By Lisa de Moraes
Tuesday, February 3, 2009
A whopping 95.4 million people watched the Pittsburgh Steelers' dramatic win over the Arizona Cardinals in Super Bowl XLIII -- the second-most-watched Super Bowl broadcast ever and the third-most-watched broadcast in U.S. television history.
Sunday's game, in which the Steelers won their record sixth Super Bowl, was just 2 million viewers shy of last year's championship.
That's a surprisingly strong showing, given that last year, the New York Giants upset the undefeated New England Patriots in the final minute. Almost as many people were glued to this year's game, which the favored Steelers won, 27-23, in the final minute.
The broadcast was even more riveting in areas of Tucson, where Comcast threw about 30 seconds of porn into the final minutes. "Mortified" is how Comcast describes its reaction to what it's calling a "Super Bowl interruption," which the cable company has sworn to get to the bottom of, adding that its initial investigation suggests "an isolated malicious act."
NBC boasted that 147 million viewers sampled at least six minutes of the game. That's a "reach" number, which is relevant to advertisers because it's assumed you run into an ad break if you watch as little as six minutes of the broadcast.
The 95.4 million, however, is the average audience at any given minute during the game. It's the number that goes in the record books, and it's the number you compare against the never-been-topped 106 million viewers who watched the series finale of "M*A*S*H" in 1983.
After the game wrapped, about 22 million viewers stuck around to watch a Very Special one-hour episode of NBC's Thursday comedy "The Office." Although that's the smallest prime-time post-Super Bowl broadcast since 2002 -- and it pales next to the biggest post-Super Bowl crowd of nearly 53 million who watched "Friends" after NBC's broadcast of Super Bowl XXX (94.07 million viewers) in 1996 -- it's still "The Office's" biggest audience ever by a factor of two.
It's also NBC's biggest audience for an entertainment telecast since an "ER" episode that followed the series finale of "Frasier." Yes, that long ago -- 4 1/2 years. There was much cause for celebration at the Peacock Network yesterday.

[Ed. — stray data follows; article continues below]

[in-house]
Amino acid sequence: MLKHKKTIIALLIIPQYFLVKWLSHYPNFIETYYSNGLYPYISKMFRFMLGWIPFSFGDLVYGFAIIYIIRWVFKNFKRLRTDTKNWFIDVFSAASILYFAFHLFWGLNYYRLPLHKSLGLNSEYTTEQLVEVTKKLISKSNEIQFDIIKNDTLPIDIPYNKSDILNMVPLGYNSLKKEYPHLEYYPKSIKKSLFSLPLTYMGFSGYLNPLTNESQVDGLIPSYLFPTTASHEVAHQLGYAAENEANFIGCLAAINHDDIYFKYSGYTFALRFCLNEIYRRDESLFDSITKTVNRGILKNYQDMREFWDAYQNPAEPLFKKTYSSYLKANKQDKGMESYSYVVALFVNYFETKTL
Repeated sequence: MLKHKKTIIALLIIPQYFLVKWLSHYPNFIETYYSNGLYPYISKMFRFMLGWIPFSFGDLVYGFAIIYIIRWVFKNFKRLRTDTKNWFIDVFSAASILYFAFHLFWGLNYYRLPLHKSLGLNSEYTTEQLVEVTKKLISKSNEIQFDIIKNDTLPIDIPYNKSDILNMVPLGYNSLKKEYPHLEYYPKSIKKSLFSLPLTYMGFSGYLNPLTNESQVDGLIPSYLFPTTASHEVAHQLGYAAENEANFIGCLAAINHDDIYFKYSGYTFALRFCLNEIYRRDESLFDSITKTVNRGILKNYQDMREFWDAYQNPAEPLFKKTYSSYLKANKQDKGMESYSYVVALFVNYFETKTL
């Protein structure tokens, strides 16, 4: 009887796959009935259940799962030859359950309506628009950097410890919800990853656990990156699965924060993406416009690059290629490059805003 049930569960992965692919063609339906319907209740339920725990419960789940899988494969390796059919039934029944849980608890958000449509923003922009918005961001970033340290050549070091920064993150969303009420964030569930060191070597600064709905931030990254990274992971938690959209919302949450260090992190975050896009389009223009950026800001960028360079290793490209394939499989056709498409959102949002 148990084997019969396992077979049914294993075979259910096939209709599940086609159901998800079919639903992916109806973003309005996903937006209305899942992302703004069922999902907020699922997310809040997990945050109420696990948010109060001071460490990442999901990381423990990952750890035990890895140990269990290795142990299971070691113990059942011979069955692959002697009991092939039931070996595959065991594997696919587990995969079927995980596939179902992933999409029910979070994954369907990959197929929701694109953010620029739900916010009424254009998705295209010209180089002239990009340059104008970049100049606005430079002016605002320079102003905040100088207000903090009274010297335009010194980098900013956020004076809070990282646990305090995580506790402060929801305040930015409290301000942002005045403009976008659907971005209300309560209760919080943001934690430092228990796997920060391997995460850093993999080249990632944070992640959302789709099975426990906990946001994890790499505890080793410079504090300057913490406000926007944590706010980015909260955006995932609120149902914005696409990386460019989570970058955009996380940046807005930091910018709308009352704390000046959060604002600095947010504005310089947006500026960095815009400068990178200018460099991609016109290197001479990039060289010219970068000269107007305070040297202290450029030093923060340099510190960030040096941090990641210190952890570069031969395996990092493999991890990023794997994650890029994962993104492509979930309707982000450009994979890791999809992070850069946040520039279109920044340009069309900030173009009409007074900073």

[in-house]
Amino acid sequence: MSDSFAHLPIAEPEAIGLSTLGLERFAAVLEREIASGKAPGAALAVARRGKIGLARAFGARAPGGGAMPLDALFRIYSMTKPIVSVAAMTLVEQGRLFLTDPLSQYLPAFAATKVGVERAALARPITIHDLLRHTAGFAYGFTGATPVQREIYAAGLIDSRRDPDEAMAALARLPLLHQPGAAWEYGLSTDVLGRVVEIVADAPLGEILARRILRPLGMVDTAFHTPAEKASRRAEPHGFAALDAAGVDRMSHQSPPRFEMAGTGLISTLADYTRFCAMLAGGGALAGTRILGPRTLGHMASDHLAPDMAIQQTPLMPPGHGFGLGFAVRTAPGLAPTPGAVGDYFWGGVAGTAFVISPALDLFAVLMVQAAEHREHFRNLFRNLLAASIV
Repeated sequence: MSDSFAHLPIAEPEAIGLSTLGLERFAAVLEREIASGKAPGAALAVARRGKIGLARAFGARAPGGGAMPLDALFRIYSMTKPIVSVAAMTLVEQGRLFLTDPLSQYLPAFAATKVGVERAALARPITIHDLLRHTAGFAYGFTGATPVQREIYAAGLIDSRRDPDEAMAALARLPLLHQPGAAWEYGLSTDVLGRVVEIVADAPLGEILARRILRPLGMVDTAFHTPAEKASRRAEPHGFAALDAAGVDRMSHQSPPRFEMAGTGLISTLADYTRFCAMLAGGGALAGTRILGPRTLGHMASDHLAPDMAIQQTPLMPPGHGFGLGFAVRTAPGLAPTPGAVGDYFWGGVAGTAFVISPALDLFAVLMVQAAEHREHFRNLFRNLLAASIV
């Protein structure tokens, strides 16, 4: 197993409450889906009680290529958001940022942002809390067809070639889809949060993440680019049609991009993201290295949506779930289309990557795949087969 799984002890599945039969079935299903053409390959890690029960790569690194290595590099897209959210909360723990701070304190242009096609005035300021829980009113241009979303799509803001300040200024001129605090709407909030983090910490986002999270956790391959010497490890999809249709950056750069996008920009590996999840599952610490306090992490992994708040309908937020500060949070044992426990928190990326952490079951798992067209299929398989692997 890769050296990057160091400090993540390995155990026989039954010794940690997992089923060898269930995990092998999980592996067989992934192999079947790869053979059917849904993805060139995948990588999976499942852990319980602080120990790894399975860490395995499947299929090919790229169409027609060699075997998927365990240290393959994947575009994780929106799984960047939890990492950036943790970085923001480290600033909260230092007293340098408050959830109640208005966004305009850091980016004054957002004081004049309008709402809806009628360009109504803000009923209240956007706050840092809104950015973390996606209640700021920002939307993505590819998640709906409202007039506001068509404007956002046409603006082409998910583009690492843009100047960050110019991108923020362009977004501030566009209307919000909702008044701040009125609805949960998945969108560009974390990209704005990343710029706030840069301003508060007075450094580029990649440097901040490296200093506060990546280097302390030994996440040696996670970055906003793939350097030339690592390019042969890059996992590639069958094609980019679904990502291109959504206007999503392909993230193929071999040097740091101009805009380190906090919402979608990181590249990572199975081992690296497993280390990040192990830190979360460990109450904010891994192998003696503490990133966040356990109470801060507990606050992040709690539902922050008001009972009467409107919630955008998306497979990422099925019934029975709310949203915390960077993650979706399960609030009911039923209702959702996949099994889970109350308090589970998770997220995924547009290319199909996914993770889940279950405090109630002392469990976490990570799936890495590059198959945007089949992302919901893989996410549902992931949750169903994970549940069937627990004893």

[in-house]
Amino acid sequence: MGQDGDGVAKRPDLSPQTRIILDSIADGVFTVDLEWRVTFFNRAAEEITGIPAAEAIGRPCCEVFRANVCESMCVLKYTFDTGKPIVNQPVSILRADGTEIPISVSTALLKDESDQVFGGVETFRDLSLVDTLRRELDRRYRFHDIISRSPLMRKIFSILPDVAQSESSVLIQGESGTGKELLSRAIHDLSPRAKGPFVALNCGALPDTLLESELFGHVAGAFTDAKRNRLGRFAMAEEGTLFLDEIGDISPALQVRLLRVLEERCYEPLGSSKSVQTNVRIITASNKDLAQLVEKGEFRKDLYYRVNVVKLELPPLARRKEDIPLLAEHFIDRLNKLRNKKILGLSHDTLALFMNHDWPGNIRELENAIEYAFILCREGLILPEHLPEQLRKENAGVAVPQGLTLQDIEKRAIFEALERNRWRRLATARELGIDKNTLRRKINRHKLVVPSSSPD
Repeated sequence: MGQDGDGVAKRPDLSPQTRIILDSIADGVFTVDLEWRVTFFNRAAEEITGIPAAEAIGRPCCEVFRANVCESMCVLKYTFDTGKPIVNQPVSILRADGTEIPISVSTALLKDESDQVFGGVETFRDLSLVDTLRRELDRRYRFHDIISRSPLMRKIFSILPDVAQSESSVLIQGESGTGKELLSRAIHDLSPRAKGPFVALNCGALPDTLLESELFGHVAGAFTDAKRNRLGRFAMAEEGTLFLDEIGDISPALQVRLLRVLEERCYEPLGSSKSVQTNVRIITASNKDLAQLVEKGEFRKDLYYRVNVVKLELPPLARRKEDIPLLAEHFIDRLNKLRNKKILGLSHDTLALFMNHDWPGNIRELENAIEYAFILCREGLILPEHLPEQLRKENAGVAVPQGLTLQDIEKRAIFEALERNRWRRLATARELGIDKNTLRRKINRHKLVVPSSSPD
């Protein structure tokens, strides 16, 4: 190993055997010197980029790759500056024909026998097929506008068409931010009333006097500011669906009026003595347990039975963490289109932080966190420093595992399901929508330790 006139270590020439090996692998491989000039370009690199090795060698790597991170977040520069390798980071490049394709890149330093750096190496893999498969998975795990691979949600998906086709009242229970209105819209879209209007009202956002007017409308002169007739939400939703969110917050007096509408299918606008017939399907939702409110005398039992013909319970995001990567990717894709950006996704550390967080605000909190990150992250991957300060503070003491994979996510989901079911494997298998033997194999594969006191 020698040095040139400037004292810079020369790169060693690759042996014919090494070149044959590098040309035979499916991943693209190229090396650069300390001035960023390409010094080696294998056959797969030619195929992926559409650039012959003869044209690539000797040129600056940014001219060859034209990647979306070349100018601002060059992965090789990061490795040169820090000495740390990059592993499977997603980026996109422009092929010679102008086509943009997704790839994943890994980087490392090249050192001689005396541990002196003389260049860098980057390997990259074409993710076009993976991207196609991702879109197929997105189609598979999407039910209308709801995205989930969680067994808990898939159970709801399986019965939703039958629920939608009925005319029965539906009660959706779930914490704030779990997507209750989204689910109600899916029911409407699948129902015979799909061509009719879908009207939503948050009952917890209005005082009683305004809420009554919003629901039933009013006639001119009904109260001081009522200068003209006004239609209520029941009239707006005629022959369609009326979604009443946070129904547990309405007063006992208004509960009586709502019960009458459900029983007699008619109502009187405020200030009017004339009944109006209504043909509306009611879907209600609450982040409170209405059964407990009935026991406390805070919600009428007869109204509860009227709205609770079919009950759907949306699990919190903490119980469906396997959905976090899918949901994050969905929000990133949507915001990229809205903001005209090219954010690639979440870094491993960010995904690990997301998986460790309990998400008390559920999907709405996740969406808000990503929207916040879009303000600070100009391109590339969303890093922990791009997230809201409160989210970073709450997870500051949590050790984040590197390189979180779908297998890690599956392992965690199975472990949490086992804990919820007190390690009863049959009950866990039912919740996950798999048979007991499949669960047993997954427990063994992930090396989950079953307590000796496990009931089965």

"Recording the two biggest Super Bowl audiences in history in two consecutive years proves that the NFL is stronger than ever," NBC Sports Chairman Dick Ebersol gushed in a prepared statement.
"The National Football League should feel a great sense of pride in providing a day of enjoyment to American families -- especially those who are struggling in these difficult times," he added.
Not all Super Bowl-viewing families were so euphoric. Those catching the game in Tucson via Comcast's analog feed had their game interrupted twice by pornography.
Actually, the first bit of porn was pretty tame stuff: the closing credits of a flick on adult channel Club Jenna. But a few minutes later, right after the Cardinals' Larry Fitzgerald scored on that long pass to put his team ahead, unsuspecting Tucson viewers were suddenly confronted with about 30 seconds of a woman unzipping a man's pants and his showing off his male pride. That clip seemed to be coming from Shorteez, which we've been assured is an adult cable television channel.
Gary Nielsen, general manager of Tucson's NBC-affiliated station KVOA, told the TV Column that no calls of complaint came from people watching its over-the-air signal and no calls were from viewers watching via DirecTV, Dish Network or Cox -- the larger cable provider in the Tucson market. All calls emanated from Comcast analog viewers.
"I have told Comcast they need to get a response to their subscribers and our viewers as to what happened," Nielsen said. "It didn't happen on our watch, but it's got our call letters on it. This station has been on the air more than half a century and we can't go down that road."
Late yesterday, Comcast issued an updated statement, changing its official emotion, in re Tucson porn ambush, from "mortified" to "appalled," and downgraded the results of its initial investigation from "suggests this was an isolated malicious act" to "may have been an isolated, malicious act."
"We are appalled by last evening's Super Bowl interruption," Comcast said in its latest missive. "The Super Bowl is a family-viewing event, and last night was even more special here in Arizona as we were all cheering for the Cardinals."
Yesterday afternoon, a Comcast rep told the TV Column that the company plans to compensate its analog customers for the porn ambush but did not elaborate. The details came later:
"We can't undo what happened, but we remain deeply sorry for the impact this situation has had on our customers," Comcast said late yesterday.
So just how sorry is the behemoth system operator? Ten bucks' worth:
"We will be issuing a $10 credit to any Comcast video customer in Tucson who was impacted. While this credit won't change what happened, we hope that it will demonstrate to our customers, and to the Tucson community, how seriously we are taking this situation."
You betcha it does!